Students and staff across campus gathered in Cabell Library to hear Jill Lepore speak on her novel and VCU’s assigned reading for incoming freshmen, “The Secret History of Wonder Woman,” last Wednesday.
The book details the creation of Wonder Woman by comic book artist William Marston in 1941, and the character’s position as a feminist symbol.
In the last two semesters, the feminism underlying Lepore’s novel has been the topic of discussion for VCU students on both campuses, connecting students across a vast array of majors and enriching the general understanding of the women’s civil rights movement.
This discussion left some readers wondering how accurately feminism is represented in Wonder Woman’s creation.
The student-led presentation on the lack of feminism in “The Secret History of Wonder Woman” was conducted by students Teri Smith, Oliva Beech and Sarah Danial two weeks ago in anticipation of Lepore’s arrival.
Smith, Beech and Danial began their presentation earlier this month with Emma Watson’s speech at the United Nations about the common misconceptions of feminism.
“For the record, feminism, by definition, is the belief that men and women should have equal rights and opportunities. It is the theory of the political, economic and social equality of the sexes,” Watson said in the video of her U.N. presentation.
The panel went on to describe the history of Marston, which is often synonymous with the history of Wonder Woman. In order to understand the extent of Wonder Woman as a feminist icon, it is necessary to evaluate Marston as a feminist.
The students pointed out that, though claiming to support women’s rights in the wake of the suffrage movement, Marston often contradicted the underlying ideology of feminism.
“He seemed to really trumpet feminism and women’s rights in public, but at home had a continued affair with Marjorie Huntley,” Smith said.
Wonder Woman, along with most other women throughout the history of comics, are hypersexualized, the panel argued next.
“It is important to realize the disadvantages that come with being one of the only female superhero icons. It’s the issue of hypersexualization,” Beech said. “Wonder Woman, for example(–)the only way you could get people take interest in her is to have something that’s visually appealing.”
Beech explained the negative interpretations of the gagging and bondage of Wonder Woman, a common theme throughout Marston’s comics depicting the character.
To demonstrate this, the panel showed a picture of the Avengers, where Black Widow was shown facing away from the camera, displaying her sexualized body parts. Immediately afterward they showed a comic drawn with the males being sexualized as Black Widow was, with her facing forward in a normal fighting stance.
This touched on the issue of internalized misogyny, suggesting the latter picture has a humorous effect whereas the former picture was completely normal upon first glance.
“On the other hand, Wonder Woman is almost combating the idea that women ‘are asking for it’ and should cover up,” Danial said.
The audience unanimously agreed that women have the right to sexualize themselves and wear what they want, so in a way Wonder Woman’s apparel coincides with feminism as well.
In Jill Lepore’s talk, she briefly reminded the audience of the history of Marston, noting that in order to understand the history of Wonder Woman, the reader must first understand his.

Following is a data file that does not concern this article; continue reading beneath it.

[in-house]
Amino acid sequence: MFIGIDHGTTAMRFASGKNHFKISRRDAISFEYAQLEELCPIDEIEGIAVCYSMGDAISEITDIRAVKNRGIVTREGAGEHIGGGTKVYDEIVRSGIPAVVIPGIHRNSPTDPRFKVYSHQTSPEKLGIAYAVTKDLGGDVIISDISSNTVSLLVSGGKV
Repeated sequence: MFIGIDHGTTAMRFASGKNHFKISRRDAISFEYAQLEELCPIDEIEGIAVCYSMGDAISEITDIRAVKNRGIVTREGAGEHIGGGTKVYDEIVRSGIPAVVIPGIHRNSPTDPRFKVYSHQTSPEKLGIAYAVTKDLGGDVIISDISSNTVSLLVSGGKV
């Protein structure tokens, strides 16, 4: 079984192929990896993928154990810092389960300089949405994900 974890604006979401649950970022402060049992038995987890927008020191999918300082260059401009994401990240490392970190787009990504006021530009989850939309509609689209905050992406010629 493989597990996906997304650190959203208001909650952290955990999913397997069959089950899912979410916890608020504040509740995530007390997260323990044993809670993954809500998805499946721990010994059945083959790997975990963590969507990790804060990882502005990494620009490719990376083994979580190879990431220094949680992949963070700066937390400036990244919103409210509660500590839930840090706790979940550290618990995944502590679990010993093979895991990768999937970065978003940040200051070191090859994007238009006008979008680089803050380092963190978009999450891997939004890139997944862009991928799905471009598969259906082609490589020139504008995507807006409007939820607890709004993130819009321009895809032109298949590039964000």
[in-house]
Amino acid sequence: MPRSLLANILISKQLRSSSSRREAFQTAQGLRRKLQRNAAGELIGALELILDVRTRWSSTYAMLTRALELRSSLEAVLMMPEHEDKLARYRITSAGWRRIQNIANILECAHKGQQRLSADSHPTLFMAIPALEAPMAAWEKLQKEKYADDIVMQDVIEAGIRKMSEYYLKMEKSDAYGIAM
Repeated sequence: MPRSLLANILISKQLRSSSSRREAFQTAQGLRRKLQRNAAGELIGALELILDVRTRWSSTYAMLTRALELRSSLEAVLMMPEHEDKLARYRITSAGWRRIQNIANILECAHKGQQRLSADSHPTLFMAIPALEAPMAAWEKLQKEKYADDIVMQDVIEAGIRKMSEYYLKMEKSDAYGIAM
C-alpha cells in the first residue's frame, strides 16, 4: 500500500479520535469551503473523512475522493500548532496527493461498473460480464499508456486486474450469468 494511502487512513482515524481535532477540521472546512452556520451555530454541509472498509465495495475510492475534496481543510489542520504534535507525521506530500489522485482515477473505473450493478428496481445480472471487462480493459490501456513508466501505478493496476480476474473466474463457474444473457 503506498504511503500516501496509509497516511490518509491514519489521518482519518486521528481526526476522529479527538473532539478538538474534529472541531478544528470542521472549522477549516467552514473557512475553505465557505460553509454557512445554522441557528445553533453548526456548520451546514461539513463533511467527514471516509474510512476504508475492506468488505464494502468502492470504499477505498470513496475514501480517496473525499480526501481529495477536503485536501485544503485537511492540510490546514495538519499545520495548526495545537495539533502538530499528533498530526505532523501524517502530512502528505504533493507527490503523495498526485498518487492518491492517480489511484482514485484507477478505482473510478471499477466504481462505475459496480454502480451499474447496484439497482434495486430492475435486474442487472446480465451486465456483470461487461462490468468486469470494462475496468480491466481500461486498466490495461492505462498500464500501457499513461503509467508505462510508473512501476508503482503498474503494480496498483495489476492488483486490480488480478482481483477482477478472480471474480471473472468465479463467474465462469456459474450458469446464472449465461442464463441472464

“Wonder Woman’s origins lie in the very early history of the feminist movement, during the 1910s,” Lepore said. “Her history since then has often mirrored the movement itself, and it’s been through a lot of changes.”
Throughout the presentation, Lepore countered the interpretation of bondage in Wonder Woman’s comics as anti-feminist. She suggested that these images were not meant to be sexualized, rather reflect the ideology of the suffrage movement underlining the early 20th century.
Lepore explained the political cartoons of that era, which heavily influenced the creation of Wonder Woman, often had women break free from metaphorical bondages labeled as things like “prejudice,” “prudery” and “man’s superiority.”
The panel described Marston’s relationship with Olive Byrne, a woman whom he threatened to leave his wife Sadie Holloway for if Holloway did not allow her to live with the married couple.
Lepore had a different interpretation of the relationship between Byrne and Marston’s wife, Holloway. The two were close, and reared four children together. They lived in the same house from 1925 until Byrne’s death in 1988, four decades after Marston’s own death in 1947.
Though it seems as though Marston may have held a superior position in his household, contradicting the equality he supported through his work, Lepore suggested the two women Marston was involved with romantically held an appreciation and acceptance of each other, suggesting the arrangement was not entirely crafted by Marston.
“They were family,” Lepore said. “Readers often want to know whether they were lovers, but people who live together for the whole of their lives don’t leave a lot of historical evidence behind about their relationship because they don’t write letters to one another.”
In addition, Byrne and Holloway named their own children after one another, hinting at the affection. Marston would later publish a book suggesting women’s superiority as well as the possibilities of successful open relationships such as the one he held at home.
Lepore has visited multiple campuses to discuss “The Secret History of Wonder Woman,” and said she has found a common theme.
“Students are often fascinated by how much of the history of Wonder Woman involves the history of higher education for women and how much of the early comics takes place on college campuses too,” Lepore said.
Kristen Lair-Baker, Contributing Writer